People who are passionate and can see beyond flour and ferments. People who can see love inside a loaf of bread, like Dan Lepard. I’ve read a bunch of books about bread and met many bakers, but many speak solely about ingredients and crispy crusts; lately I’ve become a fan of the Swedish Martin Johansson (from the blog Pain de Martin) and the way he calls himself a “home baker”, hemmabagare.


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BREAD

CONDIMENTS

Wholemeal

Salt

Chai ....

Roti

Mustard

Darjeeling

Nan

Oli

Earl Grey Imperial

Chapati

soy Sauce

French Breakfast

Rye bread

Lea & Perrins

GREEN

Flatbread

Mayonnaise

Marco Polo

Oat

Syrup

Flatbread

Tapenadde ....

Pitta

green pesto

CLASSIC

Vinaigrette

AFFTERNON

Zopf

Caesar Dressing

CHOCO CHAI

Tortilla

Spiced Tomato Chutney

GINGER

Piadina

Apricot Chutney

Chamomile & Vanilla

Pando

TOMATO Chutney

Cherry & Cinnamon

Matzo

Horseradish SAUCE

Camomile & Honey

Baguette

Tartare SAUCE

Pure Peppermint

Ciabatta

Piccalilli

Rooibos

Beauceron

Caramelised Red Onion Re-

gasse

lish

Baggels ....

()

TEA ()

Vert Provence DARK TEA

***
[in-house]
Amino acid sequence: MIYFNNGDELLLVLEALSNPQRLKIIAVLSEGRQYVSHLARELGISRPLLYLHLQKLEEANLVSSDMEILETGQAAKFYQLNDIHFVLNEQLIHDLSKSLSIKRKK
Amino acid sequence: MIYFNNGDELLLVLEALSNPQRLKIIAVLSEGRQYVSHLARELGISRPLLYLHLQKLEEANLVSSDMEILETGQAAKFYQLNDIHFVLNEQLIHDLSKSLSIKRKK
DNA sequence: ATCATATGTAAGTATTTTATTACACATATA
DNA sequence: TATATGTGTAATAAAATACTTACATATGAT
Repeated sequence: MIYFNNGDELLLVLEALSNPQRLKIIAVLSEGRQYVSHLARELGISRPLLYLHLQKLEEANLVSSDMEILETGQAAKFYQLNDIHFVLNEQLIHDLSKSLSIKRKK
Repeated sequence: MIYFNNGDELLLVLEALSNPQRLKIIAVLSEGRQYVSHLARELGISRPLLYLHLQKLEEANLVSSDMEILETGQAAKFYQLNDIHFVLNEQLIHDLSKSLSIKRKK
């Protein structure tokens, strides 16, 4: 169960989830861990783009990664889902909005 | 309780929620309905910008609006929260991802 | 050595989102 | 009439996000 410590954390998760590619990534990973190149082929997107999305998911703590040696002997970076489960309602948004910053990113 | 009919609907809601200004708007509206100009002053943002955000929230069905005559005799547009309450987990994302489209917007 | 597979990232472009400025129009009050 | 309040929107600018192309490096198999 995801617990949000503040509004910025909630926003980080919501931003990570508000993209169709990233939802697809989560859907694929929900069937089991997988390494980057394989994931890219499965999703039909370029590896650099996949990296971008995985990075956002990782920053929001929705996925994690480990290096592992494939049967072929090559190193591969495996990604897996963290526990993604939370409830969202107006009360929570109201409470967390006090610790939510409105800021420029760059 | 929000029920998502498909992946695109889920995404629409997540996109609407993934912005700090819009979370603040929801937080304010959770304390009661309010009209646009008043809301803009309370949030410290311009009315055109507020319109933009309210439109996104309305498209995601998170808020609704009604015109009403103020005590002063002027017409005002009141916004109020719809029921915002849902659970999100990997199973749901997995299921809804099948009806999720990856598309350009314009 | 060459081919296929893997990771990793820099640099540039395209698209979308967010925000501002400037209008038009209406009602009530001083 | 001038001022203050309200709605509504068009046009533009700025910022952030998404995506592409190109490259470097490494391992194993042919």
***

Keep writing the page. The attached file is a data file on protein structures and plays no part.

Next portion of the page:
()

Bread 6 cereals Campagne Campagne walnut Ciabatta Ficelle Focaccia Fougasse ....

()

Meule small Mixed fruits

The MARKET universe list incalculable products

Pain nuts brie Pain de mie Poolish large Poolish small Raisin meule Seigle nature

COFFEE

Seigle noix

Espresso Macchiato Cappuccino Café latte .... Hot chocolate cocoa MALT

CHEEsE Ricotta Parmesan Tupí Goat cheese Gouda ....

()

Brie

Pickles &

Gorgonzzolla

Marinated Vegetables

Mascarpone Mozzarellla

OLIVES

Feta

CAPERBERRIES ....

Gorgonzola

lEAVES WITH RICE

Manchego

PICKLED EGGS

Mild Chaumes

SUN DRIED TOMATO

ORANGE

Blacksticks Blue

ARTICHOKE

APPLE

Provolone

EGGPLANTS

BANANA

Edam

FRUITS

GRAPPES ....

MUSHROOMS

bUTTER ....

()

()

CORNICHONS

PEARS

Gouda

GARLIG

MELON

Colby

RED CABBAGE

LEMON

Emmentaler

JALAPENOS

PEACHE

Stilton

CHILLIES

apricot

Sbrintz

CUCUMBER

Blackberry

Sainte Maure

BETROOT

Strawberry

Pecorino

Avocado ....

()

Gruyère

()

Brick

Pomelo Coconut ....

Creamy Cheese

()

Margarina

Cinnamon

Vegetables OLIVES ARTICHOKE EGGPLANTS .... MUSHROOMS GARLIG

SAUVAGE & meat

CABBAGE

Bacon York ham ....

()

Sobrassada Patisserie Victoria Sponges.... Fruity Teacakes Teacakes chocolat Butter Scones Muffins

Chouriço ()

Pâtés Iberian ham Wiltshire cure Eggs Chopped Roast Beef

carrots CUCUMBER onions Potatoes Tomberries cucumber shallots brocolli Radish

BriOCHE

okra

PANCAKES

courgettes .... ()

Croissants

betroot

Doughnuts

Aubergine

Chocolate Cookies

asparagus

Yorkshire Tea Loaf

()

()


crust

The journal of the cultural standards of Breakfast time «7:00 - 12:00 am»

/ winter 2011

All happiness depends o 09 n a leisurely breakfast #